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this does sound like a great idea and I dont really know all of the specifics but, eventually he will be the only one making out on the deal. Once you pay back that 25k he will still be making 8-10% off of you. Thats somewhat similar to a bank lending you money and telling you you still owe them a certain percentage of income after its paid off. Granted it is similar to paying interest but only to a certain degree. You may as well go to a bank and get that kinda loan if you really wanted to get into the business or start out much smaller with less of a loan. If all he is giving you is $25k and nothing else I wouldnt go for it. You still take all the risk pay the overhead, and have the liability. What happens if the lawncare business fails? Do you still owe him all the cash or does he take that as a loss? I would start on my own and maybe make an agreement between both businesses to refer each other for their services to the customers. I dont want to completely discourage you, and I think you could definitely work something out, but dont think only short term think long term too. Remember this is just my opinion and what "I" would do. hope this helps
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  #6  
Old 10-11-2006, 03:41 AM
huh huh is offline
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the one thing I would have concerns about is him pulling a % of gross....there could come a time when the business is not showing a profit yet he is still making his % of gross

also will there be a set salary for you as well...if not him with a % of gross is more of an issue

the other posters have good points, but there is another way to look at his offer

1. will you ever be able to start with out his 25K

2. you need to get a salary....so will it be the same or better than what u make now

3. what is your future where you are at now....are you 2 years out from a big promotion or are you at a ceiling with no real future advancement

4. how hard will it be for you to land another job like you have now if the business does not make it

also put yourself in a different industry....say you are managing a Chilis as the lowest of the 3 managers making say 30K a year and looking at 3-5 years out being the highest manager of your own "store" making say 60K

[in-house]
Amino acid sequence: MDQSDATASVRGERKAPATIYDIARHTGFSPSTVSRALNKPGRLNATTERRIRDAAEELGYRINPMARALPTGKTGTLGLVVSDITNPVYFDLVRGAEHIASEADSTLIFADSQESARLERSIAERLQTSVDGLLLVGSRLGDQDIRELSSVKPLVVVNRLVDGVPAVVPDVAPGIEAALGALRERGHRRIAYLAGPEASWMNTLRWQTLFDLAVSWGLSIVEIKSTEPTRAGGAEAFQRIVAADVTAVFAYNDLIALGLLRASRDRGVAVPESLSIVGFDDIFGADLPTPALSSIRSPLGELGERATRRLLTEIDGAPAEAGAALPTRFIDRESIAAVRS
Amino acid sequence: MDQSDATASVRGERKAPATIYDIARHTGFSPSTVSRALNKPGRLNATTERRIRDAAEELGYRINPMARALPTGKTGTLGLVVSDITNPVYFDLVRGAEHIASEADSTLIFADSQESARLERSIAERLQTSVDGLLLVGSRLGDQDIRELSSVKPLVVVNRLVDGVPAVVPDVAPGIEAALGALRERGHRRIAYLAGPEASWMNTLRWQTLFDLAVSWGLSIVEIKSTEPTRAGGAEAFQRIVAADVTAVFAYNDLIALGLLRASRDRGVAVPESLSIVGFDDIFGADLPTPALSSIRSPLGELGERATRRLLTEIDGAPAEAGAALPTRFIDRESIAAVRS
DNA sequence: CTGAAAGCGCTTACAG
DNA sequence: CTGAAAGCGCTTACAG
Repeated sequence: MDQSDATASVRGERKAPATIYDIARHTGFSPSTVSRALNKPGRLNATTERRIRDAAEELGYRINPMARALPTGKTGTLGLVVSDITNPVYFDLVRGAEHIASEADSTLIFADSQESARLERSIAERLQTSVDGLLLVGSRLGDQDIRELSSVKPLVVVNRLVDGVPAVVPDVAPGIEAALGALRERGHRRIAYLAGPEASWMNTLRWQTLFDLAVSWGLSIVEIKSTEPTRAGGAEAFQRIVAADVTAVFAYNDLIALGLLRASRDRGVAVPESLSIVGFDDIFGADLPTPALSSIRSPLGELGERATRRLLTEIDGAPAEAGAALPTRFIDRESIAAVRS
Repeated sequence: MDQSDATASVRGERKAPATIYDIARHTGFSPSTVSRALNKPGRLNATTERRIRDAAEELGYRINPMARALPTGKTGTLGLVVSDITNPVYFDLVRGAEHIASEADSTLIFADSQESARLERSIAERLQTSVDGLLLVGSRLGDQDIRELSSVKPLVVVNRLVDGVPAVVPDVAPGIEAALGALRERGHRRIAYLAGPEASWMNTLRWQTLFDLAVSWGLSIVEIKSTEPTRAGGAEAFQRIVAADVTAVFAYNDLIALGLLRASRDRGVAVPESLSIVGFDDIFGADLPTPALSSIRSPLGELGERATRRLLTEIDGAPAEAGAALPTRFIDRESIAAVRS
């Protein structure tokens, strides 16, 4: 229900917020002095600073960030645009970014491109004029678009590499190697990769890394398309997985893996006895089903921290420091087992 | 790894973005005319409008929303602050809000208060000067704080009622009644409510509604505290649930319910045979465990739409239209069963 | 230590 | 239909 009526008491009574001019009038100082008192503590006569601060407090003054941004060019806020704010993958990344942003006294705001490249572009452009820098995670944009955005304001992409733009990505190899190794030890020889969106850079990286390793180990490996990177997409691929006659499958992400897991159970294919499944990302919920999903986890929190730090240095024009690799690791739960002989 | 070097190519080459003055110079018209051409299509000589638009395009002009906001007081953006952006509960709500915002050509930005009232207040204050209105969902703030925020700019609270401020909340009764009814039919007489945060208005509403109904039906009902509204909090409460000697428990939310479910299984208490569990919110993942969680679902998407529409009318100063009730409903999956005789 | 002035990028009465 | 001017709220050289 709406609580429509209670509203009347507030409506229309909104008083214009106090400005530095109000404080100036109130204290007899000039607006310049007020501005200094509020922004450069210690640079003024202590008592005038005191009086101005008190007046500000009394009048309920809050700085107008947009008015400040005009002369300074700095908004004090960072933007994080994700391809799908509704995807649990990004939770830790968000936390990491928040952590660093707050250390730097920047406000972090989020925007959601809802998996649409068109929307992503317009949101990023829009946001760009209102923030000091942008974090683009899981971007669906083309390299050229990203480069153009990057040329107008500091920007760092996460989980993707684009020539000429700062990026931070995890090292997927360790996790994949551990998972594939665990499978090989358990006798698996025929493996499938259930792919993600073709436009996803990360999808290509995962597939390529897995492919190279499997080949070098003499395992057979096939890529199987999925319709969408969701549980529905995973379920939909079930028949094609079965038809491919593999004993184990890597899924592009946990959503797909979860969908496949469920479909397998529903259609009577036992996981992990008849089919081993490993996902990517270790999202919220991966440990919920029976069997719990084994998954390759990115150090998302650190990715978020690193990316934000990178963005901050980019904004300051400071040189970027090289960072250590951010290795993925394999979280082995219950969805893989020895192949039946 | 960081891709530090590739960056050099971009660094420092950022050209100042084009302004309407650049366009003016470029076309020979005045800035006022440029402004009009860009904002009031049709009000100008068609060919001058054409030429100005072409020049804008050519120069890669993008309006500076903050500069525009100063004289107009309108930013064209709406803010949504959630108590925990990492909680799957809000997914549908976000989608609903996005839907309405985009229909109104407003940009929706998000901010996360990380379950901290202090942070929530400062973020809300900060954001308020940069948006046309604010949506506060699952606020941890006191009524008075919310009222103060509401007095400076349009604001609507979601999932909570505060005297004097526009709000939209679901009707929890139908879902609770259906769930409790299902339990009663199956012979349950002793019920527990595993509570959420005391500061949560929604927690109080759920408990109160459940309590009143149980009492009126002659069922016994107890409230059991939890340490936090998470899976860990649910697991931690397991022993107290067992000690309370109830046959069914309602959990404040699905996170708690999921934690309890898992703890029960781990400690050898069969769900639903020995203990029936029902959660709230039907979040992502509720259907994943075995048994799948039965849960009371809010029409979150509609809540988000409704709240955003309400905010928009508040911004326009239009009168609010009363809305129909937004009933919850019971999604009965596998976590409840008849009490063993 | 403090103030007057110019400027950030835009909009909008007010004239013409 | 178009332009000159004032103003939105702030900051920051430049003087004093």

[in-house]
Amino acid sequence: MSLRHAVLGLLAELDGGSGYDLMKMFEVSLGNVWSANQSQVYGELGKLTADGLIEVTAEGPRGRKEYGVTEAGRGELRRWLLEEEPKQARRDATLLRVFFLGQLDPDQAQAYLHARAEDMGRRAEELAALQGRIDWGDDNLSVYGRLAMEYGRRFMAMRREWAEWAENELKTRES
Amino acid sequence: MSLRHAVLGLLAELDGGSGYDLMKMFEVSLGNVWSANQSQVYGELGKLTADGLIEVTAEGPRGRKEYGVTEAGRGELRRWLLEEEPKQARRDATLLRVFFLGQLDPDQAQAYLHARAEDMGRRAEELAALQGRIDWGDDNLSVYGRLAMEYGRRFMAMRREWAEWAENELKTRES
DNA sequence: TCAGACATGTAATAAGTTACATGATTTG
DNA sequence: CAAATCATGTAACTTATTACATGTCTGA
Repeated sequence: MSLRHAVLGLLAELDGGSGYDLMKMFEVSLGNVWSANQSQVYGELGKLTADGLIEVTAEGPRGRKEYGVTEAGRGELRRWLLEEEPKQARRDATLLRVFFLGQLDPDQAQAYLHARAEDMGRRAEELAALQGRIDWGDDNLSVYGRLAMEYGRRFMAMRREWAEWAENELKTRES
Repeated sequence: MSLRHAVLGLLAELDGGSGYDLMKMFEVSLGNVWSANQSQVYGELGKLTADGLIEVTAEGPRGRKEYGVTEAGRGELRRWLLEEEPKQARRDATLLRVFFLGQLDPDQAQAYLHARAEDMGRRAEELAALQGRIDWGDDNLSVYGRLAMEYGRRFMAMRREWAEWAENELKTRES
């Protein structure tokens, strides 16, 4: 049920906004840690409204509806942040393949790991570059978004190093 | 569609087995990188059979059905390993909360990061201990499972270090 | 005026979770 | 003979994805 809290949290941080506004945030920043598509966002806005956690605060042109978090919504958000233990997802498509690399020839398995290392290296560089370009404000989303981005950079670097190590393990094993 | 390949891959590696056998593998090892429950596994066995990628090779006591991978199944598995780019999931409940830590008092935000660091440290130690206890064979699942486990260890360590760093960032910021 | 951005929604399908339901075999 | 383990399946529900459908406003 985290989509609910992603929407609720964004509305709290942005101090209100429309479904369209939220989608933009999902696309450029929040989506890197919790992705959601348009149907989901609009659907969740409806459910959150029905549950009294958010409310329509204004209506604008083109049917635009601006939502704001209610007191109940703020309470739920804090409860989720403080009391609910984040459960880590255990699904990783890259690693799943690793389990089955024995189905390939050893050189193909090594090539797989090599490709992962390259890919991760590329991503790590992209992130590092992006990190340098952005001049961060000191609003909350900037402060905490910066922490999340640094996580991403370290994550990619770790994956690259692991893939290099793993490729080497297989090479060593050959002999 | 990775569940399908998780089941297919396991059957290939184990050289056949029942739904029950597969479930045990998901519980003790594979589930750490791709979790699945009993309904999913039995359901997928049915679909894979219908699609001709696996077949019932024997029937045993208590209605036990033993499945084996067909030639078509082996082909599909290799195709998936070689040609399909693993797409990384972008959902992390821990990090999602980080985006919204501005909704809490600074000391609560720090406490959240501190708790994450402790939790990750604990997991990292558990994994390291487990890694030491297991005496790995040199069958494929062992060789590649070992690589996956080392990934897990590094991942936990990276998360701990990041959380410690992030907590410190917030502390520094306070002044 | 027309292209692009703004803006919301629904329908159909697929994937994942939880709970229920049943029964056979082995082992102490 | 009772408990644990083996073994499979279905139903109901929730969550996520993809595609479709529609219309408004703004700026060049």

one day a guy comes along and says i have a hotel, but I need a restaurant and I have 25K for you to put a restaurant in the hotel, but I want the cash back and 8-10% of gross.....you do the math and say man if things went well I could bank 30K, but if things went really well by year 3-5 I could be banking 100K+...IF THINGS GO WELL......well at that point sure the other guy is still getting his 8-10%, but YOU are WAY AHEAD of the path you were on just being a manager of Chilis

it is like someone offering you a franchise WITH CASH TO START IT for a higher % than franchises normally take per year

the question you need to ask yourself is not "will this guy always be making money off of my sweat, but WILL I BE AHEAD IN 3-5 YEARS FROM THE PATH I AM ON NOW".....if the answer points to yes then you need to consider it ....again if you are making 30K now and your future looks like 30-50K and this guy and his cash and your hard work can get you into a much brighter future then so what he is making money too

and you could also look at it like he could have just told you "i will give you a 20% raise if you come WORK FOR ME" and that is that.....then he makes ALL OF THE ADDITIONAL PROFIT OFF OF YOU.....as it is now with what he is offering you have some control and ability to make as much as you can based on your work....some of the points above were just pointing out the reality of what it is to work for others...after all the people at the "retreat" are making money off of your sweat RIGHT NOW....and probably way more than 8-10%

my concerns would be about a min salary and a situation with the company showing a loss at some point and him still getting % of gross
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  #7  
Old 10-11-2006, 09:30 AM
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Down2EarthLawns Down2EarthLawns is offline
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Quote:
Originally Posted by huh

my concerns would be about a min salary and a situation with the company showing a loss at some point and him still getting % of gross